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The Capture of Pekin.


January/February 1861

From The Missouri Democrat, Tuesday, January 1, 1861.

The Capture of Pekin.

Our foreign files contain some interesting details of the recent warlike events in China.  From the North China (Shanghai) Herald of Oct 20th, we take the following account of the Emperor’s palace and its pillage:

“On the following day, no signs of the French being visible, the English fired twenty-one guns to attract attention, and later in the morning the commander in chief learned where they were.  Lord Elgin, Mr. Wade, Sir H. Grant, Sir R. Napier and their respective staffs, proceeded to the palace, and found the French had been comfortably established there, and that a great portion of the more valuable movables had been already taken away, leaving the heavy but valuable articles for the English; or, at least, what things the French could not carry they left for us.

“No description can give an idea of the splendor of this residence.  The entrance or reception hall is paved with marble and painted with gold, azure and scarlet, in the most gorgeous style.  The throne of the Emperor is of beautifully carved dark wood, and the cushions, embroidered with gold dragons, attracted general admiration; we likewise observed the gold crutch, supposed to have been used by the Emperor; every inner chamber and saloon were very handsomely fitted up, and the rolls of silk, satin and crape, all of splendid workmanship, speedily furnished cummerbunds and puggerees for the French soldiers, who appear to have adopted on custom in this respect.  The jade stone and China were of great value, and some Sevres China of Louis Quatorze would have delighted the eyes of many a curio fancier, and a presentation sword with the English coat of arms studded with gems, and evidently of antiquity, gave rise to some speculation.

“The last treaty of Tientsin was also found, and the immense quantity of loot of all kinds made it almost impossible to know what to take away.  Some idea of the quantity of silk may be given by the fact that fowls, old pots, &c., were wrapped in the most costly silks and satins.  All the ladies had disappeared, but their little Japanese dogs, something resembling a King Charles spaniel, were running about in a distracted state.  Mr. Wade secured some valuable books and papers, some, we believe, for the British Museum.  The Emperor had left the day before, but h is destination is, I believe, unknown.  It is said that a panic took place amongst the French, and that they evacuated the Palace, returning, however, when the alarm subsided.  One thing is certain:  our allies took care of themselves.”

A letter published in the London Times gives the following account of an interview of the English prisoners with the renowned San-ko-lin-sin:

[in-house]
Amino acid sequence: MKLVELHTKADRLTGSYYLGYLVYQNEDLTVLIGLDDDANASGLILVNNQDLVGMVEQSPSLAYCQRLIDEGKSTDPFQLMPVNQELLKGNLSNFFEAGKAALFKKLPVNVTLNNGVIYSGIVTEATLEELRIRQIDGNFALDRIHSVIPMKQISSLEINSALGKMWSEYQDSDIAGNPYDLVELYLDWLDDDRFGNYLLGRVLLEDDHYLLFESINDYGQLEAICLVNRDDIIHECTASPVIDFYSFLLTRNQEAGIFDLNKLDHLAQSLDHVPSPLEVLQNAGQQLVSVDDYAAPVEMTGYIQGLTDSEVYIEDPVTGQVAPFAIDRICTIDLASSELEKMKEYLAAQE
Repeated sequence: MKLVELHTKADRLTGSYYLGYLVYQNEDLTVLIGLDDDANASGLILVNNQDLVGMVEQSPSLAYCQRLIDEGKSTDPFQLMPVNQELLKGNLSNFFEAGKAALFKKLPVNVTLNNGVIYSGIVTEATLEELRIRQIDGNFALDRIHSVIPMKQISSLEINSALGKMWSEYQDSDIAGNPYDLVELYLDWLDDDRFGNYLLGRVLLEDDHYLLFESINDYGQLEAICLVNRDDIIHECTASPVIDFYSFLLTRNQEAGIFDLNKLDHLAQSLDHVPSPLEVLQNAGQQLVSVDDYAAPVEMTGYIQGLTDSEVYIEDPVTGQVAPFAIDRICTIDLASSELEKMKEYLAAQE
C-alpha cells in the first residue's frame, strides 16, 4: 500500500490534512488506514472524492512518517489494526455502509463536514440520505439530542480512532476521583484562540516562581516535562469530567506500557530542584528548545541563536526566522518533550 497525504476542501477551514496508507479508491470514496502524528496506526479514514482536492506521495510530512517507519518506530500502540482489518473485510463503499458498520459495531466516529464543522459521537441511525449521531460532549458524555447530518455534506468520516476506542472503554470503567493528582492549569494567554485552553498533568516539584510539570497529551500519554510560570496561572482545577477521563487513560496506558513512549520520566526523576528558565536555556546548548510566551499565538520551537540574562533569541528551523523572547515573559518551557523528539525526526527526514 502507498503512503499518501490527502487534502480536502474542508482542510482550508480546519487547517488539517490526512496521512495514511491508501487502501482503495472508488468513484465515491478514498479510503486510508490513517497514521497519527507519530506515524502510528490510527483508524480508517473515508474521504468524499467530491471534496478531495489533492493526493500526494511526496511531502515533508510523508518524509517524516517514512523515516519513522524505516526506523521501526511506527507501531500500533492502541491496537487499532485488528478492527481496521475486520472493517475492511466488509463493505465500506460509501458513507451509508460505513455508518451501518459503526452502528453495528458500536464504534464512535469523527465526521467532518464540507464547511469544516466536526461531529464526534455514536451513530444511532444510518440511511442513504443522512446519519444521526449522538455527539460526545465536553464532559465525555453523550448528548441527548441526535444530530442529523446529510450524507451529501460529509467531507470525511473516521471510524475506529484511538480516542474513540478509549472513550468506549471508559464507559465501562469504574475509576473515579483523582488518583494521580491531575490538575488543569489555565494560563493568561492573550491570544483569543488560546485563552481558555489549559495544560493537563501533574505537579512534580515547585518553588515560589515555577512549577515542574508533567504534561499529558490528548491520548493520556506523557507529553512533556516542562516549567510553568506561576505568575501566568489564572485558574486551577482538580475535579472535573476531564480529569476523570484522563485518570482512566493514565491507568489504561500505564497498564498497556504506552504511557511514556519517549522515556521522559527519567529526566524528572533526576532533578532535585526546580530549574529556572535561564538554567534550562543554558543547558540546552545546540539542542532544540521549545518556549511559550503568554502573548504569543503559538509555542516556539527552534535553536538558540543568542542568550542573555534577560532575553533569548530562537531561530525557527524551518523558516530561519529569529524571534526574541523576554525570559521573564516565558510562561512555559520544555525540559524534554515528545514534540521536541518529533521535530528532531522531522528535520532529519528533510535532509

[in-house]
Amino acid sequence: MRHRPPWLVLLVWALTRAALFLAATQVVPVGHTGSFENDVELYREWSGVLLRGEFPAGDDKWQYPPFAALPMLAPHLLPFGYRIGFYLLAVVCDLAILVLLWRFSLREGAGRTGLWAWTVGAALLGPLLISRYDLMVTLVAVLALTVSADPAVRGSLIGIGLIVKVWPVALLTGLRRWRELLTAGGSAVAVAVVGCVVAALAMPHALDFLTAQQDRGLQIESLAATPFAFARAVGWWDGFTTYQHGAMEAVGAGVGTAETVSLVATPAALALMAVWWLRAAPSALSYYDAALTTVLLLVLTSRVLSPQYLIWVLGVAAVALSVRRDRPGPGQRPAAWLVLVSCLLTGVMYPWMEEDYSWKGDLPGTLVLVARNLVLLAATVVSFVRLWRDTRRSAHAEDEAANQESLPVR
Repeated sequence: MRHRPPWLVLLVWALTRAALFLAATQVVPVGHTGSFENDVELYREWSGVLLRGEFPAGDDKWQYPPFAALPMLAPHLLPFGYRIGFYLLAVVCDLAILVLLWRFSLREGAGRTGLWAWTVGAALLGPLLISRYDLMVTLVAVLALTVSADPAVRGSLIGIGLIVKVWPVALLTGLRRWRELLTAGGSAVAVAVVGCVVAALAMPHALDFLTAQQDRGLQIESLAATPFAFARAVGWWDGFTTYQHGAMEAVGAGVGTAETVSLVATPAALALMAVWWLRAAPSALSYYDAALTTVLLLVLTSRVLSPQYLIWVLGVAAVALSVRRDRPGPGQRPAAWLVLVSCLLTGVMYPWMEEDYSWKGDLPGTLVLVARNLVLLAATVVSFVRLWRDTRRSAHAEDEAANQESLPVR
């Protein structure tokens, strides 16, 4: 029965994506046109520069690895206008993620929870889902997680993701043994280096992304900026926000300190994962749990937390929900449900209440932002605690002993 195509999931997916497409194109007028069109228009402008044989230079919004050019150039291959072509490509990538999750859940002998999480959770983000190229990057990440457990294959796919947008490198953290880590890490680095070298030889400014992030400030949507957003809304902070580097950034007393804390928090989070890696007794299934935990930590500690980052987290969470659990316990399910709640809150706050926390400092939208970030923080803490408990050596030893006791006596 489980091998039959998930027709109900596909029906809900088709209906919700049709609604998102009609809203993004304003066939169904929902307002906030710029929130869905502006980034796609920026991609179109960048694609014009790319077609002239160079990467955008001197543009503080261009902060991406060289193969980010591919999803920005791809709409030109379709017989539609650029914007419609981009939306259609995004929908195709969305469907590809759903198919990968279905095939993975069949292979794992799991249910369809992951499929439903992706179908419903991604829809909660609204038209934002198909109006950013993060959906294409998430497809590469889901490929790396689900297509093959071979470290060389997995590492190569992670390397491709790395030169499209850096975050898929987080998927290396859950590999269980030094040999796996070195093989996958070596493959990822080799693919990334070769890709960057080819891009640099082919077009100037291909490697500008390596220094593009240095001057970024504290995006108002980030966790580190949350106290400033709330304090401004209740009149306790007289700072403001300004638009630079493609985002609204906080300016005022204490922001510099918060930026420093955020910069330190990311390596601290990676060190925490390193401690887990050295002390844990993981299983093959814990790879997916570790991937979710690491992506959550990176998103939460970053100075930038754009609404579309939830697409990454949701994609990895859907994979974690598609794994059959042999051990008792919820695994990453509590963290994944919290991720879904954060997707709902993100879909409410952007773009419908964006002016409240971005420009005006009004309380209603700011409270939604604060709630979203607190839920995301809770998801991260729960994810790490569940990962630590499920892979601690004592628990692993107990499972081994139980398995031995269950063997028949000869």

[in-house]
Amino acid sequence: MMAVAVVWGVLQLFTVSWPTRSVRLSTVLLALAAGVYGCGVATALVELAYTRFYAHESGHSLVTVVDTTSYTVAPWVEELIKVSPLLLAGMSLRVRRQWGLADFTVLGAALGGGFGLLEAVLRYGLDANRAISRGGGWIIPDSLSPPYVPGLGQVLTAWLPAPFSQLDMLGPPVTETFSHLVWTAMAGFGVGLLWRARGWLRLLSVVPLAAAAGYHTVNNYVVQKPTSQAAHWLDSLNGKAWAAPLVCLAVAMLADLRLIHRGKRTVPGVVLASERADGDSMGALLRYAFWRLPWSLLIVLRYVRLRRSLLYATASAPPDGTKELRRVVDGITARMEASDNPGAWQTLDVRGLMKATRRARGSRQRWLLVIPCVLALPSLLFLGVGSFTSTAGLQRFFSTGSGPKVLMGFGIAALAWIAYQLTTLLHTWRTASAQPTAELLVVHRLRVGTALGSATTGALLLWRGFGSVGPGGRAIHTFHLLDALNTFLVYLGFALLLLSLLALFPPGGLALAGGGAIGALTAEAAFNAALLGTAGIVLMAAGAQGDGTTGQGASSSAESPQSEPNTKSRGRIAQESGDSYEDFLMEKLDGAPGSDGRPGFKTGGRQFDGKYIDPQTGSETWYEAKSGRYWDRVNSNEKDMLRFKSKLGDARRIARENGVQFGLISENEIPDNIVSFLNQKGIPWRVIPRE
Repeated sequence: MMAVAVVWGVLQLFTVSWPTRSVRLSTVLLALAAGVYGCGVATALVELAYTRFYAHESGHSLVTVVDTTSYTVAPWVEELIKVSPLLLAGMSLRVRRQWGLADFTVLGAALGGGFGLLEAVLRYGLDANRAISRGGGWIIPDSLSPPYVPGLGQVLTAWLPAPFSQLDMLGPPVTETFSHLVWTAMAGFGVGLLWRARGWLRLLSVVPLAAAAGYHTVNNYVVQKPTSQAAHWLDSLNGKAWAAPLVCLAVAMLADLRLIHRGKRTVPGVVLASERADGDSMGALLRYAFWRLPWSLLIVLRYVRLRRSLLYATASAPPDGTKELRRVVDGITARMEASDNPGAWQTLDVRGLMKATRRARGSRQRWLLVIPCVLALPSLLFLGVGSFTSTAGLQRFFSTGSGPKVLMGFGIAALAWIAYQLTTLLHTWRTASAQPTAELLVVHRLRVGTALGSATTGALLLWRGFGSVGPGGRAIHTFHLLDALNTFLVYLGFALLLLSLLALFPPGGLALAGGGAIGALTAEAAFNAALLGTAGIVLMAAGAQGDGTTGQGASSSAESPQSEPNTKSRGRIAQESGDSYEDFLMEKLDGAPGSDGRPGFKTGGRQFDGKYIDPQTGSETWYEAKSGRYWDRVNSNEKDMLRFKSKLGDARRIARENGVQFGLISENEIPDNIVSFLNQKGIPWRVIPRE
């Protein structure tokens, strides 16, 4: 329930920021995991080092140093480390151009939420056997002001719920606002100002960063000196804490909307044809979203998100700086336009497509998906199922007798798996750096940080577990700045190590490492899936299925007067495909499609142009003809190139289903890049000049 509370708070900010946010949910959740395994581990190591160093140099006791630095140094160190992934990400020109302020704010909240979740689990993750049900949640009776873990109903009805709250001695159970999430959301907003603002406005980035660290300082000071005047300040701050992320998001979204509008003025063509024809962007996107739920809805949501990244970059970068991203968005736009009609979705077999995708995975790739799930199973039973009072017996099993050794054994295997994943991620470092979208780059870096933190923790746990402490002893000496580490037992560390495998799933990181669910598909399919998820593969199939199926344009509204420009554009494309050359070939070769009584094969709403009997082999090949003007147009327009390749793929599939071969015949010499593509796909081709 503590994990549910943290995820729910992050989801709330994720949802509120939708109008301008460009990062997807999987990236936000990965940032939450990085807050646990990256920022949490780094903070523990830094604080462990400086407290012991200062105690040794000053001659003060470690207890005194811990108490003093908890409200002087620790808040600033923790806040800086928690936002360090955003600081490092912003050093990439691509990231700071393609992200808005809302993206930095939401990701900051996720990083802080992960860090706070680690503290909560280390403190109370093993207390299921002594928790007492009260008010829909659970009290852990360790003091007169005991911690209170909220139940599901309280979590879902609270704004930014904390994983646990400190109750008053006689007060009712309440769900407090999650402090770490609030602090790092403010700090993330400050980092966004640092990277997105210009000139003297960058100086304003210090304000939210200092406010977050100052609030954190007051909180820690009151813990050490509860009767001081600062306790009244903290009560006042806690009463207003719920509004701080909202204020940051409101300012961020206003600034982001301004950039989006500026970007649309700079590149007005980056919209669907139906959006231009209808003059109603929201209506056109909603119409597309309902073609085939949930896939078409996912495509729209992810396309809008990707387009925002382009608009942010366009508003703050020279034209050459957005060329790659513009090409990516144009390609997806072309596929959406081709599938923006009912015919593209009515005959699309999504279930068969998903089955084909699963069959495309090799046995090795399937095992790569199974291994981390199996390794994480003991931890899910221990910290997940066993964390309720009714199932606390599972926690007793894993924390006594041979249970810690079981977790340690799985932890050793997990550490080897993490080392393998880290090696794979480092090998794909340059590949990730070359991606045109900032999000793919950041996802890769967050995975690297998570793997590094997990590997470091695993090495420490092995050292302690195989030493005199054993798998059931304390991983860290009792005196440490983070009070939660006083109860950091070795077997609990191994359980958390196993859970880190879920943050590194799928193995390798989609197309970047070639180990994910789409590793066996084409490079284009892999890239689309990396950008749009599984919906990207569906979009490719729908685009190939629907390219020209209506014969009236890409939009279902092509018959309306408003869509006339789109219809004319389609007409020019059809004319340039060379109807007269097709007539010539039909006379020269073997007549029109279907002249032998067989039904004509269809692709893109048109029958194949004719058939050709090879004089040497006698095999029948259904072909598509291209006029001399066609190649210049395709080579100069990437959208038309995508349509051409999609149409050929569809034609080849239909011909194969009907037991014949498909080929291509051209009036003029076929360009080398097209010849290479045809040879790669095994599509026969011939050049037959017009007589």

“Passing on they came to a small canal, on the opposite side of which sat an officer on horseback, who beckoned to them to come over.  They were preparing to obey when they saw a number of persons, evidently of high rank coming toward them.  Parkes soon discovered from the way in which he was addressed, that one of these was San-ko-lin-sin himself, and he was rushing forward to make his way up to him when both he and Loch were violently seized, pushed forward, and forced down on their knees before him.  Parkes was beginning to protest against such treatment, and to explain the circumstances which had led to their being there, when he was interrupted by San-ko-lin-sin, and asked their names and positions.  On Parkes mentioning his own name, the Mongolian Prince, whom he describes as a stern, somewhat sinister looking man, with strongly marked features, indicating considerable talent and much firmness, broke out into the most violent abuse of him, saying among other things, that he attributed much of what was then occurring to an evil influence, that he was responsible for the fighting and consequent misery which had taken place, and that, now that he had got him, he would make him suffer for it.  He was proceeding in this strain when a messenger galloped up, apparently with some important news, for he immediately rode off toward the front, accompanied by the greater number of his officers, while Parks, Lock and the Sikh orderly were taken into a tent, where their arms and feet were bound, the latter being brought behind their backs, and strongly tied together with ropes at the elbows and wrist.  During the time San-ko-lin-sin was abusing poor Parkes, the standers by emphasized his remarks and prevented any answer being made by cuffing the latter on the head whenever he attempted to make one, each blow being apparently a signal to those who surrounded Loch, who on these occasions fared even worse than his companion—his beard and hair being seized by these ruffians, and his head pulled down and rubbed in the dust at the feet of San-ko-lin-sin’s pony.”

The Times of the 15th thus speculates with regard to the fate of the two remaining prisoners, one of them being its own correspondent:

“The only danger is lest our friends should have perished under the mere ordinary brutality with which a Chinaman treats a prisoner whom he at once hates and fears.  If they are in the hands of the Chinese, they will be delivered up under the same system of persuasion which has produced the others.  The most hopeful circumstance of all, however, is that the prisoners captured at that ambuscade laid for Lord Elgin and all his staff, were not conveyed away in a body to Pekin, but were led off in various directions.  While Mr. Parkes and Captain Loch were conveyed to Pekin, nine of the Sikh cavalry were taken to a town thirty or forty miles off.  There is no reason to be given why it may not have happened that Mr. Bowlby and Capt. Brabason were conveyed to some other town, perhaps still more distant, and that they may yet come home in reply to demands reiterated with the energy already shown.”